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Will it be more difficult to find, in the future, illegal sites to watch movies in streaming or to download movies, music or songs ?

After the decision of the Court of Justice of the European Union in the case UPC Telekabel of 27th March 2014, it may well be the case.

Classical facts

Austrian rightholders (two Austrian film production companies) found that a website (kino.to) allowed users to download or watch in streaming some films which they had produced and of course without their agreement. The site would have generated for its owners millions of euros.

This was followed by proceedings brought by the two production companies in order to prohibit UPC Telekabel (an Austrian Internet Service Provider-ISP) to allow its customers, to have access to the website in question. The case came in the hands of the Court of Justice of the European Union.

A little reminder of important legal provisions

The matter of copyright is partially harmonized at European level through 8 European directives.

The most important of these is the 2001 Directive on the harmonization of certain aspects of copyright and related rights in the information society. This Directive harmonises the protection of the rights of reproduction and communication to the public and the right of making available. It also incorporates, in its Article 8.3, the fact that Member States should “ensure that rightholders are in a position to apply for an injunction against intermediaries whose services are used by a third party to infringe a copyright or related right.”.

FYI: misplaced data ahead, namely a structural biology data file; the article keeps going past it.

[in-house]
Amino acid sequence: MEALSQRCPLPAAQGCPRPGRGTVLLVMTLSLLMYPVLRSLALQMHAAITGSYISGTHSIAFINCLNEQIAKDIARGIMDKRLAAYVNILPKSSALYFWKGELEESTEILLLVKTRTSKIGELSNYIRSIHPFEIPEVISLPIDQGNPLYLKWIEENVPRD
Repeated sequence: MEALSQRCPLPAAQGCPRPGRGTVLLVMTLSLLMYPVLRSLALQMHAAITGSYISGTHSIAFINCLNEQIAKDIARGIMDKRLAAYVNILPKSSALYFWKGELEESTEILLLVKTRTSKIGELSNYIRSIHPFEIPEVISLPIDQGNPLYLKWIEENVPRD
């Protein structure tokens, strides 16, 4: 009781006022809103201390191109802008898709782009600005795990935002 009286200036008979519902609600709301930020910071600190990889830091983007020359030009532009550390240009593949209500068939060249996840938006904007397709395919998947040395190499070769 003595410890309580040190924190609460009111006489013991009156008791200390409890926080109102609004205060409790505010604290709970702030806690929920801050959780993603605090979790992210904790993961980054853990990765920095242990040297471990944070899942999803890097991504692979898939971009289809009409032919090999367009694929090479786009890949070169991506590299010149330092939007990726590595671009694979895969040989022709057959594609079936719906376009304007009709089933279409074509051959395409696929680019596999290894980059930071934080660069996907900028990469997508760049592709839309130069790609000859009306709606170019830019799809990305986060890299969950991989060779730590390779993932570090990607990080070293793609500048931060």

The question in this case was whether an ISP can be considered as an intermediary “whose services are used” by a third party to infringe the rights of authors and holders of related rights such as producers or artists. And if so, how have to react / act the ISP in question to respect both the wishes of the freeze order it would have reached and the expectations of its customers to be able to surf the internet freely.

A service provider to all internet

According to the European jurisdiction, an ISP is to be considered as an intermediary within the meaning of Article 8.3 of 2001 Directive against which a judicial order may be started to obtain blocking of sites capable illegally to download or to watch streaming protected content.

According to the Court of Justice and following the findings of the General Advocate, all ISP are an mandatory actor on internet for infringement transmissions between a client and a third party who has allowed such infringement since an ISP, granting access to the network of networks, makes this transmission possible.

Moreover, since the objective of the 2001 Directive is to ensure a high level of protection of the rights of rightholders, it is not necessary that the order reaches the ISP that had a contractual relationship with the person who allowed the counterfeits. It should not either demonstrate that ISP customers have actually consulted the website referred to in the order, the 2001 Directive only requires that Member States have the obligation to protect the rights of holders as when violations have held and when they are likely to occur .

The Court in a difficult balancing exercice

An ISP is well worth considering as an intermediary within the meaning of Article 8.3 of the 2001 Directive whose services may be used by a third party (operator websites for example) to make works and services available to the public and without the consent of the rightholders.

What should now contain the order / injunction a judge decides in respect of a particular ISP ? Must the injunction contain in detail all the measures that the ISP will have to implement in order to respect the order/injunction or may it merely only require him a result to reach leaving the ISP the judge of the technical measures that have to be taken?